When President Donald Trump spoke this week at a soon-to-be completed Shell plant in Pennsylvania, workers were reportedly told they had to choose between attending the speech, staying home and using paid time off or not getting paid for the day.  

The Pittsburgh Post-Gazette was first to report on the rules that one contractor relayed to employees summarizing a memo that Shell sent to union leaders before Trump's visit. It explained that "attendance is not mandatory," but only those who showed up at 7 a.m., scanned their IDs and stayed for the speech would be paid. 

"NO SCAN, NO PAY," a supervisor wrote, according to the Pittsburgh Post-Gazette.

Shell spokesman Curtis Smith told Newsweek that workers who chose to skip the rally could "take paid time off (PTO), instead." He added that Tuesday's event was treated as a training day, except that it included "a guest speaker who happened to be the President."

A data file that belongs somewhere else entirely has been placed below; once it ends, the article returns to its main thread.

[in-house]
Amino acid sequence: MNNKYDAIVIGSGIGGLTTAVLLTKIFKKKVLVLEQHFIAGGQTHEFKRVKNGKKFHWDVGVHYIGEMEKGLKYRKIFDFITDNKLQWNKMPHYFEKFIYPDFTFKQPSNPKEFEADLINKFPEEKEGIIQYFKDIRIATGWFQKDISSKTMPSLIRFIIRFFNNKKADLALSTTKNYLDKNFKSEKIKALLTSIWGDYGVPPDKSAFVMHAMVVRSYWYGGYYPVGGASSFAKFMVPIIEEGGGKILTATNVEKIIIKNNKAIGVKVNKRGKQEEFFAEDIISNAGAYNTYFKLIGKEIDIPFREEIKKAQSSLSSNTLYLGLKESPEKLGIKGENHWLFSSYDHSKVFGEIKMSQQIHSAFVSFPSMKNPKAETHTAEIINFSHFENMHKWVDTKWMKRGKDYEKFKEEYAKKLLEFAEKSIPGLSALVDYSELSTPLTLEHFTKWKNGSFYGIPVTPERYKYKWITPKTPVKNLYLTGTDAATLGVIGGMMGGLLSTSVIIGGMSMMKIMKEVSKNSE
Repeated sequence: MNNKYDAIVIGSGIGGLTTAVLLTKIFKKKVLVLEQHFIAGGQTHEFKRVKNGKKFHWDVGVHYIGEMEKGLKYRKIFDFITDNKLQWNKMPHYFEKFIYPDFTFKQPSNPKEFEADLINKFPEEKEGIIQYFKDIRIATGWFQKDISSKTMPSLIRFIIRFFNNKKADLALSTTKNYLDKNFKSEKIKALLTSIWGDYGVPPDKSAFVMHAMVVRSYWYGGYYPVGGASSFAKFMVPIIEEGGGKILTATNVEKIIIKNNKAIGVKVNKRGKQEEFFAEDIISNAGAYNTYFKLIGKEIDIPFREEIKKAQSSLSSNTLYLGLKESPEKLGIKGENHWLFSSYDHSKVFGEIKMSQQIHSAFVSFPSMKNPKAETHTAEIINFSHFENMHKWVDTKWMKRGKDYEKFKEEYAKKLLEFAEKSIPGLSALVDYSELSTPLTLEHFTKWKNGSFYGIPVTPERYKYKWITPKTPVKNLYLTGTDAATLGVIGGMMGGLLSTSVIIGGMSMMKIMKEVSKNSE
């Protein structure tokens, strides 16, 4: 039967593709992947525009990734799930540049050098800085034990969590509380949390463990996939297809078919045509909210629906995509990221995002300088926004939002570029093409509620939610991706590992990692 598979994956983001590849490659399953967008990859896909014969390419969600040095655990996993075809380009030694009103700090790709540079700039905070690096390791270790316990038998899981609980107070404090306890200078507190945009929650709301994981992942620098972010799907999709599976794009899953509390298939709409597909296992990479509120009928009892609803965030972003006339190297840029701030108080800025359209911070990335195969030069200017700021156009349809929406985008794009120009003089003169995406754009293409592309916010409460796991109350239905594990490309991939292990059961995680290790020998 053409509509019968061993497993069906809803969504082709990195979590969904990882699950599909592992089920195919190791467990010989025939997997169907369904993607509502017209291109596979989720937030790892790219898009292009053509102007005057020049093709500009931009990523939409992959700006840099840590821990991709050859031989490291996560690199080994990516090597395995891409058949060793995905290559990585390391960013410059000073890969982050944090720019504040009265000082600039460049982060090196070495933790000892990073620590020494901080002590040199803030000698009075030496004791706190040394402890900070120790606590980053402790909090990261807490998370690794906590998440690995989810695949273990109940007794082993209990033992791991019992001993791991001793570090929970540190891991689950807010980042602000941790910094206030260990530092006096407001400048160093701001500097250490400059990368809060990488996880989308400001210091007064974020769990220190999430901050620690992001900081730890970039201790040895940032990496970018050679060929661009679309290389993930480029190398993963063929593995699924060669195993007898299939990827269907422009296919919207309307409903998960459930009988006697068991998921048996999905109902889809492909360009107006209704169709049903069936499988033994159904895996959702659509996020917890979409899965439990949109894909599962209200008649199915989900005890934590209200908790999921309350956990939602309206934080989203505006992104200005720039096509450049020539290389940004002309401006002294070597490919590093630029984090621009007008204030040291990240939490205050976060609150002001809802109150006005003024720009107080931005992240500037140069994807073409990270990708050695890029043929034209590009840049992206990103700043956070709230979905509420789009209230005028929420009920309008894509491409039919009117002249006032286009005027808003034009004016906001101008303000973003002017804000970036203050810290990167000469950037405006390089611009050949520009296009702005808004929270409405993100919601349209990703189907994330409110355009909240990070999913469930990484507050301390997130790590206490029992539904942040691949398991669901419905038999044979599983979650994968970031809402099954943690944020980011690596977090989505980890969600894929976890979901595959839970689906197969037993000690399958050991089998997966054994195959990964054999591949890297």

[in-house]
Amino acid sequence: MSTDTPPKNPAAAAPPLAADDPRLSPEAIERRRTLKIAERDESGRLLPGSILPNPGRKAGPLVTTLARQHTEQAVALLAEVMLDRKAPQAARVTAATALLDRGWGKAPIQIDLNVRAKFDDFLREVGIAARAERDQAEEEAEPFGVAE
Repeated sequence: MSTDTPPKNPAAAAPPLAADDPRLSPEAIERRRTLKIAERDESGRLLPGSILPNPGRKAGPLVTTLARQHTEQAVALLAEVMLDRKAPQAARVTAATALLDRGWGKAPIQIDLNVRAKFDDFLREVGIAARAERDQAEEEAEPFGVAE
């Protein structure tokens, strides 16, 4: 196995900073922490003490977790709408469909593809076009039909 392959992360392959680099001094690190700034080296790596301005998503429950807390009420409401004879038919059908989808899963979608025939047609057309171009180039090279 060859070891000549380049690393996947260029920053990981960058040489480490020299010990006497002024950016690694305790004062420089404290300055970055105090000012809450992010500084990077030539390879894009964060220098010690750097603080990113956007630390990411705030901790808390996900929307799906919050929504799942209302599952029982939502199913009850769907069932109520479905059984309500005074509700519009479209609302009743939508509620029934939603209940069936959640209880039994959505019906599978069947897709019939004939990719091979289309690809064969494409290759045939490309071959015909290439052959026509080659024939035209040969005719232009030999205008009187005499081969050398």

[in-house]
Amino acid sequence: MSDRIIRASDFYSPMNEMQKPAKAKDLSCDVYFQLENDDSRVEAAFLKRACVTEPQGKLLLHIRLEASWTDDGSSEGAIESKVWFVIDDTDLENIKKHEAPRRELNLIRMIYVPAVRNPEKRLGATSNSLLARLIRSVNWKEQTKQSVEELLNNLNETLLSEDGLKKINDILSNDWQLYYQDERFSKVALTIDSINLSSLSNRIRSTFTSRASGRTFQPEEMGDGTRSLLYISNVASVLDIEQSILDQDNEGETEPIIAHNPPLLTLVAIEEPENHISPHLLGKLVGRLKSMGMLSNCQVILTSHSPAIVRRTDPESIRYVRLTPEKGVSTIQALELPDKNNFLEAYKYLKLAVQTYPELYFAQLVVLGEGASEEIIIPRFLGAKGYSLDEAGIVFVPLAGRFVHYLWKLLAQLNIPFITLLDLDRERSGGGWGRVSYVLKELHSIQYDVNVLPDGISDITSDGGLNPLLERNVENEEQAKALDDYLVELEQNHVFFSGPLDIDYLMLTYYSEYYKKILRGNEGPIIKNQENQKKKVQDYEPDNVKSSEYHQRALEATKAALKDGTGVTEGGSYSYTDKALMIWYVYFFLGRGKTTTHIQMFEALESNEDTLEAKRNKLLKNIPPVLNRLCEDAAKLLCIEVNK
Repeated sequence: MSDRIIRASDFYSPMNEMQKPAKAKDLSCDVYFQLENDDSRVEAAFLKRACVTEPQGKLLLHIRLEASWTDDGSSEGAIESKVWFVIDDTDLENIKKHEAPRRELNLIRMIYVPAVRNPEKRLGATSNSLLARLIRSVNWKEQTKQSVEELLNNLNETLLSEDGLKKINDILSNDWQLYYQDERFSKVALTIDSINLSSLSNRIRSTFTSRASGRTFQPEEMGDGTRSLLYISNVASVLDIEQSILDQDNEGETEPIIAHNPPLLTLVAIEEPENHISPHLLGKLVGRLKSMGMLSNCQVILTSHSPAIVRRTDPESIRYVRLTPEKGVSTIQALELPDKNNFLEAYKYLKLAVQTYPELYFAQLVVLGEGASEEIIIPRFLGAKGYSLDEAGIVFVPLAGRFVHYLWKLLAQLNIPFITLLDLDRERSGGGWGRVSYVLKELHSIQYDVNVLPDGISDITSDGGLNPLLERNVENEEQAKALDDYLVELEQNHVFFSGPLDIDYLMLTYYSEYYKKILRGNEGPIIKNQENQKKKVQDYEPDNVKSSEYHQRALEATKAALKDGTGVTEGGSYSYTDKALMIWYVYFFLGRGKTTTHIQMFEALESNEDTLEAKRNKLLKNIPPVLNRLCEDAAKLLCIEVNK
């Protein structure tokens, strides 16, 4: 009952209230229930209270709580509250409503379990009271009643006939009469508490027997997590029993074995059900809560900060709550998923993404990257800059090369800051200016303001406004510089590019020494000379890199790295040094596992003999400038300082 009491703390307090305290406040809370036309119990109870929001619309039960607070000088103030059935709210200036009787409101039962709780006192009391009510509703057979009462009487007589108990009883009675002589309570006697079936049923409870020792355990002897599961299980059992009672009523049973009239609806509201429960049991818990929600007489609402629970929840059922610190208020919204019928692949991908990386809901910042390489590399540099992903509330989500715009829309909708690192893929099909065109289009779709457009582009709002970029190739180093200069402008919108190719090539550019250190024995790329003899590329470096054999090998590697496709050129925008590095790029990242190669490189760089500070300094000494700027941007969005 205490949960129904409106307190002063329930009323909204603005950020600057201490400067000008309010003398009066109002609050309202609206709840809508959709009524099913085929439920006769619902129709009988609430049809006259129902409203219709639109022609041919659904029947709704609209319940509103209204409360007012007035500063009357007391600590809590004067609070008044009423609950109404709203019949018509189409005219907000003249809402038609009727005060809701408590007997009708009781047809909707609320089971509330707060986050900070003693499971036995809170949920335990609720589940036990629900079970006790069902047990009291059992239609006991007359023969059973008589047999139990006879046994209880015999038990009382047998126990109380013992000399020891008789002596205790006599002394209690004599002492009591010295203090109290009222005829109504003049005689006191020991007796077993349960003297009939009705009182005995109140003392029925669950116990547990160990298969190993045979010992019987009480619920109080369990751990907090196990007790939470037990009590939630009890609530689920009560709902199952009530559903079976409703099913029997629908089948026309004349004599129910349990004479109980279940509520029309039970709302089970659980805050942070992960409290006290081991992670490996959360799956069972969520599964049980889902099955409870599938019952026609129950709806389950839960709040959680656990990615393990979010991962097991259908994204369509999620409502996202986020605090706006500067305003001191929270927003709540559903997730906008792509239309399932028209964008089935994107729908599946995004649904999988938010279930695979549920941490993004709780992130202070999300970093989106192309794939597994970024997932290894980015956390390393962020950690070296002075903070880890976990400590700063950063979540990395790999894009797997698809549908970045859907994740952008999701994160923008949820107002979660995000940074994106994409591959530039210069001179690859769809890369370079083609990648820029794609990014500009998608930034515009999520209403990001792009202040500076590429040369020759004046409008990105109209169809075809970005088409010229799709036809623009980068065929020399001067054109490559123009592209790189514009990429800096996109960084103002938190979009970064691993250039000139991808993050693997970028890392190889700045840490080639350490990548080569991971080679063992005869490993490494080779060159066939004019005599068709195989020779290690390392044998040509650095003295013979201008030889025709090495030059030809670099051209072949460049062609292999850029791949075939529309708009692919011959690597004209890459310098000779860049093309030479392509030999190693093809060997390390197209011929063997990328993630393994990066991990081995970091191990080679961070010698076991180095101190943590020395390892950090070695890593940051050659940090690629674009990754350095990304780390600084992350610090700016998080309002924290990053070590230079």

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Smith told NPR that the company did not write the notice to the workers. 

The event was billed as an official White House event, but Trump turned much of it into a campaign-style rally, boasting of achievements he claims as president and assailing his would-be Democratic rivals for the 2020 election.

The Associated Press contributed to this report. 

Trump Shell plant Pittsburgh
President Donald Trump walks on stage before speaking to a crowd of construction workers before touring Royal Dutch Shell's petrochemical cracker plant on Tuesday, Aug. 13, 2019 in Monaca, Pa.
AP